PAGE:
rushthatspeaks: (Default)
I knew nothing at all about woodcarving, so I decided to read this.

And this is a pretty good overview. Pye has written other books on the subject and doesn't want to repeat himself, so this doesn't go into much detail about things like 'what is a gouge' or 'how do I pick a piece of wood', but it goes through the broad process of woodcarving in a way that gives me an idea of how it works.

The book is organized by projects, with divagations into little technical questions such as how you should hold the wood so that you don't exert pressure on it in the wrong directions, and what are the most common student mistakes, and so forth. Each of his projects illustrates something about the act of woodcarving, not just a particular technique or tool, so that at the end of one he will talk about how this demonstrates why you should always keep a smooth surface as you go, or what this says about the ways you ought to think about woodgrain.

So it's not a manual for a beginner; he assumes you have tools and know what they are, he assumes you're beyond the very basics. But for a layperson it is a wonderful glimpse at the sort of thing it is possible to think about, after one has learned something about the craft-- unlike many intermediate crafts or trade books, this is clearly explained, not full of technical jargon, and handily illustrated with well-chosen images. It gives you enough about woodcarving to start to realize what questions to ask.

And his work is incredibly beautiful. One of his projects is a Tibetan Buddhist panel relief that is jaw-droppingly stunning, all the more because he seems to take it rather in passing, and he also does two really eerie Green Men and a quite good version of a Dürer drawing. All of them are shown at every possible stage of completion that could be helpful.

In short, this is exactly the kind of book that one is hoping for when one picks up something at random about a subject one knows nothing about: informative, enjoyable, the correct amount of technical, and charmingly written. I may look up his other stuff.

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rushthatspeaks: (Default)
I knew nothing at all about woodcarving, so I decided to read this.

And this is a pretty good overview. Pye has written other books on the subject and doesn't want to repeat himself, so this doesn't go into much detail about things like 'what is a gouge' or 'how do I pick a piece of wood', but it goes through the broad process of woodcarving in a way that gives me an idea of how it works.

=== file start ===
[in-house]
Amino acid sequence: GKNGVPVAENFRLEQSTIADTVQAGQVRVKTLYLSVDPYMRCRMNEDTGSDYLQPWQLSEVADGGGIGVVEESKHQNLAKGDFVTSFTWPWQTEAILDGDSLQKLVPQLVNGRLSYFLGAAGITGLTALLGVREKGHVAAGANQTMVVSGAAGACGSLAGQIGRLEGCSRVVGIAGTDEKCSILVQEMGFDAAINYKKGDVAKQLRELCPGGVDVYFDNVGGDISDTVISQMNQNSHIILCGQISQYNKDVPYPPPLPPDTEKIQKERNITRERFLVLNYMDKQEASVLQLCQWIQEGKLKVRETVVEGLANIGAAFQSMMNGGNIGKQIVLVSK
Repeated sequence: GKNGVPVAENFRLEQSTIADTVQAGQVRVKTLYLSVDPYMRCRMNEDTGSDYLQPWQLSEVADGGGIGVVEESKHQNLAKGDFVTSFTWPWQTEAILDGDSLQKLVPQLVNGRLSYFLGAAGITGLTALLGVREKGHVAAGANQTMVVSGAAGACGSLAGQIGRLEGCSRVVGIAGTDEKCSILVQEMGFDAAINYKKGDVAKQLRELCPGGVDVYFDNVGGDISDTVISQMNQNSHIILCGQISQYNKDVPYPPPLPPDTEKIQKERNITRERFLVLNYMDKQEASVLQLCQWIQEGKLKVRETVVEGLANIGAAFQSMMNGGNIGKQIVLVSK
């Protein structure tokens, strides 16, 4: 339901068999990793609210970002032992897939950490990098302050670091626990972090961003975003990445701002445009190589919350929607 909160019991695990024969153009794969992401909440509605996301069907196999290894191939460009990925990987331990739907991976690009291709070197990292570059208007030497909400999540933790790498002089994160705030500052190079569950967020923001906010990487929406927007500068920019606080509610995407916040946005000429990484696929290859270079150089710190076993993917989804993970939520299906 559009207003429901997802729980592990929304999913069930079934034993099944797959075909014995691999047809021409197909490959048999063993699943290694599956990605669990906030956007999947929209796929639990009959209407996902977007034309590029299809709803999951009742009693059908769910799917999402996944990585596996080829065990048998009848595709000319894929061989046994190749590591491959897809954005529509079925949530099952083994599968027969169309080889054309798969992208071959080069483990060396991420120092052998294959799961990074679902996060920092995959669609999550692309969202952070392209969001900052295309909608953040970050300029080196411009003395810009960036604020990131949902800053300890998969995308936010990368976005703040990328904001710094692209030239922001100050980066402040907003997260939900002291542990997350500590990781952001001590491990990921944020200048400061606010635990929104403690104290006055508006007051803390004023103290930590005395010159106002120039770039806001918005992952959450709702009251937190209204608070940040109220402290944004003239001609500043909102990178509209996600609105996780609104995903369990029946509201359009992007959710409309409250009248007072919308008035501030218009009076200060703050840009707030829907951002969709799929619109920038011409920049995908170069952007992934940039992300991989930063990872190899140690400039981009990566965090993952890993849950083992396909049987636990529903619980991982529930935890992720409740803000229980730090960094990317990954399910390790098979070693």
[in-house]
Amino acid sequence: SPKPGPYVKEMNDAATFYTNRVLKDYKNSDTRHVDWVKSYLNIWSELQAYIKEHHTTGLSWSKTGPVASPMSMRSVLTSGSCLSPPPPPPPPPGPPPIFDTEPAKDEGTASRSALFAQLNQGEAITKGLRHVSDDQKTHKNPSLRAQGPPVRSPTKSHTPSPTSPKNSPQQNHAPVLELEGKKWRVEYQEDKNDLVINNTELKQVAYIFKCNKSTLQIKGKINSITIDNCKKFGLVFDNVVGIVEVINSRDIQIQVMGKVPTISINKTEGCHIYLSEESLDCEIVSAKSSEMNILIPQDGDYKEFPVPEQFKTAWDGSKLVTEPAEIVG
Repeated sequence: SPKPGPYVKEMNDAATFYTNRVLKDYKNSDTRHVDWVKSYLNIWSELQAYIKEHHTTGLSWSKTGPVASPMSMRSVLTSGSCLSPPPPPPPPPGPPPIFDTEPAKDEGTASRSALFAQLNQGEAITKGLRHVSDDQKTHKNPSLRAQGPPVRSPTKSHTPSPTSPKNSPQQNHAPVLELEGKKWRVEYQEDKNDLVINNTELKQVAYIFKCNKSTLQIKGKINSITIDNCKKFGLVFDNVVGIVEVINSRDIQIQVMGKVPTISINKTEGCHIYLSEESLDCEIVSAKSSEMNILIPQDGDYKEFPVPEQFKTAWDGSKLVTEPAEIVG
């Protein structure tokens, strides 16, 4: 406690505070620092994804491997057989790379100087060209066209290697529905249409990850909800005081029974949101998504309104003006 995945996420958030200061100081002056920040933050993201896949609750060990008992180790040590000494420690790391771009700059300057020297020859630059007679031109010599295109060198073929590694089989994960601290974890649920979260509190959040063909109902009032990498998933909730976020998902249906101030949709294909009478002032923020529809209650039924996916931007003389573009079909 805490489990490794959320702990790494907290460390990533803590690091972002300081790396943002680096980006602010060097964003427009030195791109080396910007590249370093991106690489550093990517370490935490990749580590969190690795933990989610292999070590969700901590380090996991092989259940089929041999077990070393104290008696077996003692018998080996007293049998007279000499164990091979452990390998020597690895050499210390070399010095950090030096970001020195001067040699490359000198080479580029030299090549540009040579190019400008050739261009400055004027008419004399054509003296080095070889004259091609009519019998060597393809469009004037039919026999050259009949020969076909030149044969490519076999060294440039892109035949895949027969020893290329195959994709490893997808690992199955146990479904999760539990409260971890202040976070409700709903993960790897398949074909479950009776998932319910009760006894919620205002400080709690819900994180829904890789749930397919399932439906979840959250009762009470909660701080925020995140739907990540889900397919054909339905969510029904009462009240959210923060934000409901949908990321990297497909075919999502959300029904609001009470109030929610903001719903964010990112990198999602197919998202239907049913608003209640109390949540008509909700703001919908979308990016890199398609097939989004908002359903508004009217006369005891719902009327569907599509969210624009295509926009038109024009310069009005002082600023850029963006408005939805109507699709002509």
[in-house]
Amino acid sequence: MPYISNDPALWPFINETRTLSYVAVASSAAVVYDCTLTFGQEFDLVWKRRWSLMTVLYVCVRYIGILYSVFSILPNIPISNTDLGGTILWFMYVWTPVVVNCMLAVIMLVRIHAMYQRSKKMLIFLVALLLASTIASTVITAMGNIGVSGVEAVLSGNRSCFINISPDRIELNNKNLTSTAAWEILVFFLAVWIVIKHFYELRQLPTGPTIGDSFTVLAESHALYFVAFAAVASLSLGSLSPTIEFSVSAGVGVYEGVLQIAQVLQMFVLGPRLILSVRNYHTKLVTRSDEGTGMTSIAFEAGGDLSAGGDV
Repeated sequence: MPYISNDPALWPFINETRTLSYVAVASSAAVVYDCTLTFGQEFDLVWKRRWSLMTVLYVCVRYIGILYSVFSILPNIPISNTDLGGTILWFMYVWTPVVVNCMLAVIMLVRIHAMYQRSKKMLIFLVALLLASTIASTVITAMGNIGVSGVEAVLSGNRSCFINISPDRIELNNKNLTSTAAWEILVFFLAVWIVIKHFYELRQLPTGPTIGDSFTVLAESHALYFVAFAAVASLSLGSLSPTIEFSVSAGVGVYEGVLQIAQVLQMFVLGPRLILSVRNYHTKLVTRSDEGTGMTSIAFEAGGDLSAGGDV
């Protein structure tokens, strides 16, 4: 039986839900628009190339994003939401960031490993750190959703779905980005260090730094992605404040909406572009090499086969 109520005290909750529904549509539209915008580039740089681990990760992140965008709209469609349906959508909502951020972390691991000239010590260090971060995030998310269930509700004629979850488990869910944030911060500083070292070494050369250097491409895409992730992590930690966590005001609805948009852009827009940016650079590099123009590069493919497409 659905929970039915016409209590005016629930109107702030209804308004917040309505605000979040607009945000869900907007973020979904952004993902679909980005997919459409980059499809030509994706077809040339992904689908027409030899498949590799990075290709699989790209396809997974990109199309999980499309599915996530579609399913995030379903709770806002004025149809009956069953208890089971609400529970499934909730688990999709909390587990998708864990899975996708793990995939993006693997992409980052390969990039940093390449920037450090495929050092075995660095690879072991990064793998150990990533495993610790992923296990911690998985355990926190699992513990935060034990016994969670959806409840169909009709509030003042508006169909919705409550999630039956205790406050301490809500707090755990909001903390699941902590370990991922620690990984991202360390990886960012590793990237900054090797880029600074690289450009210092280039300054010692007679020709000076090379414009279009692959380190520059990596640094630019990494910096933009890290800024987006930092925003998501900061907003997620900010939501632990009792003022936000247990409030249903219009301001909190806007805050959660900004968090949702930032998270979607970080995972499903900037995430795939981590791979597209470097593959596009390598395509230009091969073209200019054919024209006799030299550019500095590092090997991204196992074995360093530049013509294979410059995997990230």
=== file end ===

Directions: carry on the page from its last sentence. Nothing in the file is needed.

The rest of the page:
The book is organized by projects, with divagations into little technical questions such as how you should hold the wood so that you don't exert pressure on it in the wrong directions, and what are the most common student mistakes, and so forth. Each of his projects illustrates something about the act of woodcarving, not just a particular technique or tool, so that at the end of one he will talk about how this demonstrates why you should always keep a smooth surface as you go, or what this says about the ways you ought to think about woodgrain.

So it's not a manual for a beginner; he assumes you have tools and know what they are, he assumes you're beyond the very basics. But for a layperson it is a wonderful glimpse at the sort of thing it is possible to think about, after one has learned something about the craft-- unlike many intermediate crafts or trade books, this is clearly explained, not full of technical jargon, and handily illustrated with well-chosen images. It gives you enough about woodcarving to start to realize what questions to ask.

And his work is incredibly beautiful. One of his projects is a Tibetan Buddhist panel relief that is jaw-droppingly stunning, all the more because he seems to take it rather in passing, and he also does two really eerie Green Men and a quite good version of a Dürer drawing. All of them are shown at every possible stage of completion that could be helpful.

In short, this is exactly the kind of book that one is hoping for when one picks up something at random about a subject one knows nothing about: informative, enjoyable, the correct amount of technical, and charmingly written. I may look up his other stuff.

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